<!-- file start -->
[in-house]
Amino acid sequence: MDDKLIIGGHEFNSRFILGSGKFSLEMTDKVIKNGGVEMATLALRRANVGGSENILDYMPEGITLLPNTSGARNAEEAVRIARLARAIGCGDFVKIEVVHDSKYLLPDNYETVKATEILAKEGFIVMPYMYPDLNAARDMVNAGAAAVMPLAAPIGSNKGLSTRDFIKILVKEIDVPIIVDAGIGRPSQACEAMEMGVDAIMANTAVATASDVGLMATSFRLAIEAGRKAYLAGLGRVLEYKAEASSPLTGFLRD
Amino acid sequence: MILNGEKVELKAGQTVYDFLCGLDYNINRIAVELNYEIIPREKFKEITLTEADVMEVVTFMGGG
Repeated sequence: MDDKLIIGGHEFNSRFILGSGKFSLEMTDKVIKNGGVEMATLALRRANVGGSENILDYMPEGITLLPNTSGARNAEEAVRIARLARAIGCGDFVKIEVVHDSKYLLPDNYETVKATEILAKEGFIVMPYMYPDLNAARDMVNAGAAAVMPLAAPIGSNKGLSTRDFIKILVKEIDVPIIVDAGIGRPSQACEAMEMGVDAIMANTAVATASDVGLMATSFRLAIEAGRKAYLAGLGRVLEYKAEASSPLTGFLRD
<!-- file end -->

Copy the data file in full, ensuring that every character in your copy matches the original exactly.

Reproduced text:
[in-house]
Amino acid sequence: MDDKLIIGGHEFNSRFILGSGKFSLEMTDKVIKNGGVEMATLALRRANVGGSENILDYMPEGITLLPNTSGARNAEEAVRIARLARAIGCGDFVKIEVVHDSKYLLPDNYETVKATEILAKEGFIVMPYMYPDLNAARDMVNAGAAAVMPLAAPIGSNKGLSTRDFIKILVKEIDVPIIVDAGIGRPSQACEAMEMGVDAIMANTAVATASDVGLMATSFRLAIEAGRKAYLAGLGRVLEYKAEASSPLTGFLRD
Amino acid sequence: MILNGEKVELKAGQTVYDFLCGLDYNINRIAVELNYEIIPREKFKEITLTEADVMEVVTFMGGG
Repeated sequence: MDDKLIIGGHEFNSRFILGSGKFSLEMTDKVIKNGGVEMATLALRRANVGGSENILDYMPEGITLLPNTSGARNAEEAVRIARLARAIGCGDFVKIEVVHDSKYLLPDNYETVKATEILAKEGFIVMPYMYPDLNAARDMVNAGAAAVMPLAAPIGSNKGLSTRDFIKILVKEIDVPIIVDAGIGRPSQACEAMEMGVDAIMANTAVATASDVGLMATSFRLAIEAGRKAYLAGLGRVLEYKAEASSPLTGFLRD